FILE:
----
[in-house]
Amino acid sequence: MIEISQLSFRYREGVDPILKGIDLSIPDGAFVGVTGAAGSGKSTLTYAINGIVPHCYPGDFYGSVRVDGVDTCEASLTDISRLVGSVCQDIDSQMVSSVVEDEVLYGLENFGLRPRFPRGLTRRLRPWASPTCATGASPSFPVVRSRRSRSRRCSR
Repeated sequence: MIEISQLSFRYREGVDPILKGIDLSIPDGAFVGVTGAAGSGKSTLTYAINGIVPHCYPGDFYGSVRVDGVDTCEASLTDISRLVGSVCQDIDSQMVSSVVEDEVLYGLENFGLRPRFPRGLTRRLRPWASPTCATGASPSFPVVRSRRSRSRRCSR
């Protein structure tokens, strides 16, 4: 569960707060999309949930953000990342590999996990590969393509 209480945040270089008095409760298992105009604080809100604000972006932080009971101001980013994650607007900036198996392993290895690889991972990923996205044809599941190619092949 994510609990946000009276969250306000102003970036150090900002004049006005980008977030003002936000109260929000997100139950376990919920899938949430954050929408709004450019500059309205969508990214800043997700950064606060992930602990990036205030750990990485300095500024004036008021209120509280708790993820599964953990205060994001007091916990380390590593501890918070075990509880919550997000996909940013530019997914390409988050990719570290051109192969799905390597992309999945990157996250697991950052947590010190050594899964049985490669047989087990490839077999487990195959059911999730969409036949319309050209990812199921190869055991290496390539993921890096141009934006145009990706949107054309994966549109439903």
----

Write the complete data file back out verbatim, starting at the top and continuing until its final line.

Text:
[in-house]
Amino acid sequence: MIEISQLSFRYREGVDPILKGIDLSIPDGAFVGVTGAAGSGKSTLTYAINGIVPHCYPGDFYGSVRVDGVDTCEASLTDISRLVGSVCQDIDSQMVSSVVEDEVLYGLENFGLRPRFPRGLTRRLRPWASPTCATGASPSFPVVRSRRSRSRRCSR
Repeated sequence: MIEISQLSFRYREGVDPILKGIDLSIPDGAFVGVTGAAGSGKSTLTYAINGIVPHCYPGDFYGSVRVDGVDTCEASLTDISRLVGSVCQDIDSQMVSSVVEDEVLYGLENFGLRPRFPRGLTRRLRPWASPTCATGASPSFPVVRSRRSRSRRCSR
């Protein structure tokens, strides 16, 4: 569960707060999309949930953000990342590999996990590969393509 209480945040270089008095409760298992105009604080809100604000972006932080009971101001980013994650607007900036198996392993290895690889991972990923996205044809599941190619092949 994510609990946000009276969250306000102003970036150090900002004049006005980008977030003002936000109260929000997100139950376990919920899938949430954050929408709004450019500059309205969508990214800043997700950064606060992930602990990036205030750990990485300095500024004036008021209120509280708790993820599964953990205060994001007091916990380390590593501890918070075990509880919550997000996909940013530019997914390409988050990719570290051109192969799905390597992309999945990157996250697991950052947590010190050594899964049985490669047989087990490839077999487990195959059911999730969409036949319309050209990812199921190869055991290496390539993921890096141009934006145009990706949107054309994966549109439903």